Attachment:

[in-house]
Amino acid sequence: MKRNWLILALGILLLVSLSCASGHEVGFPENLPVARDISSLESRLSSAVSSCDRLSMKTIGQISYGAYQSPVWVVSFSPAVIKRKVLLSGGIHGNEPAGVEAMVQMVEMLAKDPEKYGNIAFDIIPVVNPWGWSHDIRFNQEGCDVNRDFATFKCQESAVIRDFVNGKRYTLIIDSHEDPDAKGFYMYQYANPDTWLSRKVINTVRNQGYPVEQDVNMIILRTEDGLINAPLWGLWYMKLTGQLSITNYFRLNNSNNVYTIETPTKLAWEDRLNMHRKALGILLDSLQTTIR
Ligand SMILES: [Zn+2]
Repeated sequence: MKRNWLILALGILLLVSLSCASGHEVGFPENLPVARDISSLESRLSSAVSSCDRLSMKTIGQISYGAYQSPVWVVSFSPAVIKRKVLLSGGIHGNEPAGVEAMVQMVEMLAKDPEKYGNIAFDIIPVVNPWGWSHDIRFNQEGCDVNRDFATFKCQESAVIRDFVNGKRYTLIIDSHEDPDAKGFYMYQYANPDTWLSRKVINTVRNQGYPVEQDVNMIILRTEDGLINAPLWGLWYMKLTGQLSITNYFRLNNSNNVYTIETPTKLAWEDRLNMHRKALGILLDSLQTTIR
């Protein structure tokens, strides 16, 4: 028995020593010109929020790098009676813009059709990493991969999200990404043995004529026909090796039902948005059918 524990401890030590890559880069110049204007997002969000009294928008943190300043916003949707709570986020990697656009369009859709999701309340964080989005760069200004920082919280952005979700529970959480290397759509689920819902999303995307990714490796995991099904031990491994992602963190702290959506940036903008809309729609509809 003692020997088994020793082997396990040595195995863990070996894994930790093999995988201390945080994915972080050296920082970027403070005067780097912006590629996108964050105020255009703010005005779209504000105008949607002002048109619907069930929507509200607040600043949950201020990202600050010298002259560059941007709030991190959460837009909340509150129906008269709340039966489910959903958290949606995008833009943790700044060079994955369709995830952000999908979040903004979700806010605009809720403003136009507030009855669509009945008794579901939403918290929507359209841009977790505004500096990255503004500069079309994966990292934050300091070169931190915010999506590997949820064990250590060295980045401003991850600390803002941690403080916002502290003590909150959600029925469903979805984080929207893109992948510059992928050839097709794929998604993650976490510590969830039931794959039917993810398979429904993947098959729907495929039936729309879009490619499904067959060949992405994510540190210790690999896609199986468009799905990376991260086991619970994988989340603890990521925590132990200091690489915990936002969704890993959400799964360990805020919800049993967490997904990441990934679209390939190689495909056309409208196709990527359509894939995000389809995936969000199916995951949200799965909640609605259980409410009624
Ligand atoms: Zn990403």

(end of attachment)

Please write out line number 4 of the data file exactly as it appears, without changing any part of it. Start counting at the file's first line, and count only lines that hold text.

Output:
Repeated sequence: MKRNWLILALGILLLVSLSCASGHEVGFPENLPVARDISSLESRLSSAVSSCDRLSMKTIGQISYGAYQSPVWVVSFSPAVIKRKVLLSGGIHGNEPAGVEAMVQMVEMLAKDPEKYGNIAFDIIPVVNPWGWSHDIRFNQEGCDVNRDFATFKCQESAVIRDFVNGKRYTLIIDSHEDPDAKGFYMYQYANPDTWLSRKVINTVRNQGYPVEQDVNMIILRTEDGLINAPLWGLWYMKLTGQLSITNYFRLNNSNNVYTIETPTKLAWEDRLNMHRKALGILLDSLQTTIR